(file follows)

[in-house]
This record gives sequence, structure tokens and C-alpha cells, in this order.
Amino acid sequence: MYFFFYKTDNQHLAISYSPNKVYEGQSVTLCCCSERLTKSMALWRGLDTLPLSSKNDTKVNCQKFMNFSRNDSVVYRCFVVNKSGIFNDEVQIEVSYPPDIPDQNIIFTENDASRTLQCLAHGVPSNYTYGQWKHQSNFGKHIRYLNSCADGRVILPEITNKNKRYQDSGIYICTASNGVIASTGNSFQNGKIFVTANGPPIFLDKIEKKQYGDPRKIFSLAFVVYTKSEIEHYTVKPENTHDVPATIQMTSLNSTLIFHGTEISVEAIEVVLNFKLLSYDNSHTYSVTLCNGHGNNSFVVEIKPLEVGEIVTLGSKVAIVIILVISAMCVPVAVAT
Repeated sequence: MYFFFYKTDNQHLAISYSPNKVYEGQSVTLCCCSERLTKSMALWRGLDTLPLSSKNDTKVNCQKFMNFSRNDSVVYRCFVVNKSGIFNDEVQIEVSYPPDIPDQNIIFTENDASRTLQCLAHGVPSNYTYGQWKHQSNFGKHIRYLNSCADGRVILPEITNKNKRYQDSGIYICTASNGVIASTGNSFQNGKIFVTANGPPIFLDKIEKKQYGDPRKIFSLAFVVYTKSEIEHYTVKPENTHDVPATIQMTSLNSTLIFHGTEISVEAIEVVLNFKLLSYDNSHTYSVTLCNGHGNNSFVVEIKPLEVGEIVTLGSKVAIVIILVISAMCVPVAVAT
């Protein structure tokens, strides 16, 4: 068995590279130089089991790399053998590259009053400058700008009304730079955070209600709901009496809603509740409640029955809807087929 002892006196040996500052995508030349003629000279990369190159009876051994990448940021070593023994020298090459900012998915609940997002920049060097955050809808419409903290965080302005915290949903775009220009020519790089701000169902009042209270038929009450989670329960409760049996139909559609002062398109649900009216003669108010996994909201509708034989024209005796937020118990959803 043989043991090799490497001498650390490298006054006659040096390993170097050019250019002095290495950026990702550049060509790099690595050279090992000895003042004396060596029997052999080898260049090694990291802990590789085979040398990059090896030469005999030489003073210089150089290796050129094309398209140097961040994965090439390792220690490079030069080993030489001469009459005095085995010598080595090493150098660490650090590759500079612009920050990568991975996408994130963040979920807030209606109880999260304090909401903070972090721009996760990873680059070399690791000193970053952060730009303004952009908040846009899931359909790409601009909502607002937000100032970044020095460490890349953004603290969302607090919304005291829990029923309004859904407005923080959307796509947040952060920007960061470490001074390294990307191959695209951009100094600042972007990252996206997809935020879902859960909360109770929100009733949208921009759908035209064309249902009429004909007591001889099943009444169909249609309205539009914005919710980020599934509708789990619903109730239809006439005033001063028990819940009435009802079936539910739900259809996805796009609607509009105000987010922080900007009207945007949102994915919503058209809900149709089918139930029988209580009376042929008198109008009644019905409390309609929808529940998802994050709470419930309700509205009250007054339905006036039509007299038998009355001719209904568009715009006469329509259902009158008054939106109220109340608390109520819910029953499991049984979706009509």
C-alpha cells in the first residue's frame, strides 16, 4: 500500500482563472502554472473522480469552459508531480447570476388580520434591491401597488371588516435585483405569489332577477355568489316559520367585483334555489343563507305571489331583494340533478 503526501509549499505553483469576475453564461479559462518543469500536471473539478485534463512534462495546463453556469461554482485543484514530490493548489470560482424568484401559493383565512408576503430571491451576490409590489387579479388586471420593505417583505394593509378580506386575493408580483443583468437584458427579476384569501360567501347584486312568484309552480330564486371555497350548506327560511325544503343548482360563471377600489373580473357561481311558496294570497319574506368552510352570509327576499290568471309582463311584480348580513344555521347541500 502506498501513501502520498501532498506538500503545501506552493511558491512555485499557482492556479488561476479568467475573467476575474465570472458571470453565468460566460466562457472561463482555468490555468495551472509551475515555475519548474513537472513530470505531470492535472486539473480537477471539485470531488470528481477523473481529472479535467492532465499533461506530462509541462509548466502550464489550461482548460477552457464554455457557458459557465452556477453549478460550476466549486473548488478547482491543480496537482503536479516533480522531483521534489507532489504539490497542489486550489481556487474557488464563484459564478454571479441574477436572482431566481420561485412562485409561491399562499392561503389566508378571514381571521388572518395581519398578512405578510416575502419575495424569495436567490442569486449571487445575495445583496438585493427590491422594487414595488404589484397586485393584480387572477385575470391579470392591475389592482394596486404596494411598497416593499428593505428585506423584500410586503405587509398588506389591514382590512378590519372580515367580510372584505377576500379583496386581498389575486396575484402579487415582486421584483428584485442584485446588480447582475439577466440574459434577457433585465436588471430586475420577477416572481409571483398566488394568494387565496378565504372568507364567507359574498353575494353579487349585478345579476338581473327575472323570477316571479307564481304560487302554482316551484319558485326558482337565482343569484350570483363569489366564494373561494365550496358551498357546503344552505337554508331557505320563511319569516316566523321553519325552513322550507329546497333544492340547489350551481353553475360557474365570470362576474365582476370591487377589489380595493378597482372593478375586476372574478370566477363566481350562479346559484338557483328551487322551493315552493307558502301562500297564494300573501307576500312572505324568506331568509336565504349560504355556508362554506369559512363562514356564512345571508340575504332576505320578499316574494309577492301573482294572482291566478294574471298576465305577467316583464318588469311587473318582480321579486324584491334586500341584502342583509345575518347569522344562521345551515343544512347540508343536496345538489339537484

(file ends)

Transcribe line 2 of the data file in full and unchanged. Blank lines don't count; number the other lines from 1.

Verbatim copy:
This record gives sequence, structure tokens and C-alpha cells, in this order.